Through a collaboration with the Broad Institute’s Genomics Platform and with cancer researchers at the Broad Institute and Dana-Farber Cancer Institute, Adalsteinsson and the rest of the team in Love’s laboratory at the Koch Institute formed a multi-institutional collaboration to overcome the barriers to sequencing circulating tumor cells. “This is a wonderful example of collaboration across disciplines and across institutions. Bringing together powerful technologies, here represented by MIT’s Koch Institute and the Broad Institute, with the clinical resources of the Dana-Farber Cancer Institute, has led to critical new insights into cancer biology,” says Koch Institute Director and David H. Koch Professor of Biology Tyler Jacks.

A systematic approach to sequencing CTCs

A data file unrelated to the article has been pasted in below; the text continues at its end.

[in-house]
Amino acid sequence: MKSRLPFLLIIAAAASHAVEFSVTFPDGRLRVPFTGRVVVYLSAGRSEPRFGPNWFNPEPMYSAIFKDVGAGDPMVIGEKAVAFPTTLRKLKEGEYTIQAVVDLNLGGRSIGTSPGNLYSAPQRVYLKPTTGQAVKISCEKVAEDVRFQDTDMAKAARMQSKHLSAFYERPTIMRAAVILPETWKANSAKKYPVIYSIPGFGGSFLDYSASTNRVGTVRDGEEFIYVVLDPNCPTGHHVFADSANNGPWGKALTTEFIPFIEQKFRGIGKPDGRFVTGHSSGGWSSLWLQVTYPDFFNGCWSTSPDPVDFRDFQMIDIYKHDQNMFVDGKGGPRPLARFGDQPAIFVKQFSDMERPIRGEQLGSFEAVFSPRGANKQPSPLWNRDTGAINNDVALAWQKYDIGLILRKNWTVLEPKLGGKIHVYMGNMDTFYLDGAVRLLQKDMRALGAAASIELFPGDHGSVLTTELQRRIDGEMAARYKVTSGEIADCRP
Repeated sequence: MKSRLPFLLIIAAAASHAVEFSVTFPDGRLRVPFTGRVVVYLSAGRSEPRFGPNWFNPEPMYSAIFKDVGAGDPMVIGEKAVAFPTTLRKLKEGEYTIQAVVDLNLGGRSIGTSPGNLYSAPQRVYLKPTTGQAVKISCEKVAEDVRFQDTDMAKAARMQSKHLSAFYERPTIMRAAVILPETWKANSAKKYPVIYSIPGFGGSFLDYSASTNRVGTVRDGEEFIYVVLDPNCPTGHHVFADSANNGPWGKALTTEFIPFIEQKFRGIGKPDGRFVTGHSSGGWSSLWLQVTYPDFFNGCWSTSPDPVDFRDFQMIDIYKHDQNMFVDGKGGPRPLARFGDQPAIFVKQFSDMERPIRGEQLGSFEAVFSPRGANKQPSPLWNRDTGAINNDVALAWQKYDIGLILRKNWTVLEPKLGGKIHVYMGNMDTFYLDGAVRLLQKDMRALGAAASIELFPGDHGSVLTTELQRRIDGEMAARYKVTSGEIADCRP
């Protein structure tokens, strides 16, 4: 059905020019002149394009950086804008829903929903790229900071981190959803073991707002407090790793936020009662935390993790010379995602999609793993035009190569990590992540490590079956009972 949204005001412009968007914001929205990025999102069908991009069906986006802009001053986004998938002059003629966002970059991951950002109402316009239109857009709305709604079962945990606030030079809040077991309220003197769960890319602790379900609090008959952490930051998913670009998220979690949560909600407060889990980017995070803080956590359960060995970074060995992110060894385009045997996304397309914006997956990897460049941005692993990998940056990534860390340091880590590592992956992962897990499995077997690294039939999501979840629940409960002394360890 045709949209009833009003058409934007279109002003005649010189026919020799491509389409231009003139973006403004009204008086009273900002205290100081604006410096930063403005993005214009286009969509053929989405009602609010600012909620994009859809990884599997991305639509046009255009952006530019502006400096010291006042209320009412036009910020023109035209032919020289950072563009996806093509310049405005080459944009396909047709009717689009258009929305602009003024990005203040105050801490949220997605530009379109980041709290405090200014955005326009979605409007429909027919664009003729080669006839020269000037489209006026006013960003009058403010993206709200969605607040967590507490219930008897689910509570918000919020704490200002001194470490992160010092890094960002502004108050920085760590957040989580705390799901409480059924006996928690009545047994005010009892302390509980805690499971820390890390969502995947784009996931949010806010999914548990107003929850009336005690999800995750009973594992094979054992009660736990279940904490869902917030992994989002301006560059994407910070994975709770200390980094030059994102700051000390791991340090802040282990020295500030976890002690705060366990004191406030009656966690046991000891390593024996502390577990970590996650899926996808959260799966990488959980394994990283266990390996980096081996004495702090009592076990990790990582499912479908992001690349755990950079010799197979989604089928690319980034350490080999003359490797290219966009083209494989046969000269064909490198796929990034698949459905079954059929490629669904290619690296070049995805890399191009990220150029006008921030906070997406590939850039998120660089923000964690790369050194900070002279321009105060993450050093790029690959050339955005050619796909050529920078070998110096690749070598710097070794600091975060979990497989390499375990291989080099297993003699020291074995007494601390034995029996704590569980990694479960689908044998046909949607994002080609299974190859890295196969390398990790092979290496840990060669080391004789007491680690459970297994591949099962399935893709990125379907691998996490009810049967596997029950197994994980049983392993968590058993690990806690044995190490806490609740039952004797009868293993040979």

CTCs, cells that dislodge from primary tumors or metastatic sites and enter the bloodstream, are seen in a number of cancers and are thought to contribute to cancer dissemination and metastatic disease. The number of CTCs in circulation, approximately one in a million to one in 10 million cells, varies by disease, which may reflect our still incomplete understanding of the markers that signify these populations of cells in blood. In the clinic, CTCs have been used to determine prognosis of disease, predominantly by counting the number of tumor cells present in circulation. Although CTCs represent an interesting look into the disease itself because they provide a snapshot of its current stage, much of their biology and how they may reflect on the disease itself have not been well characterized.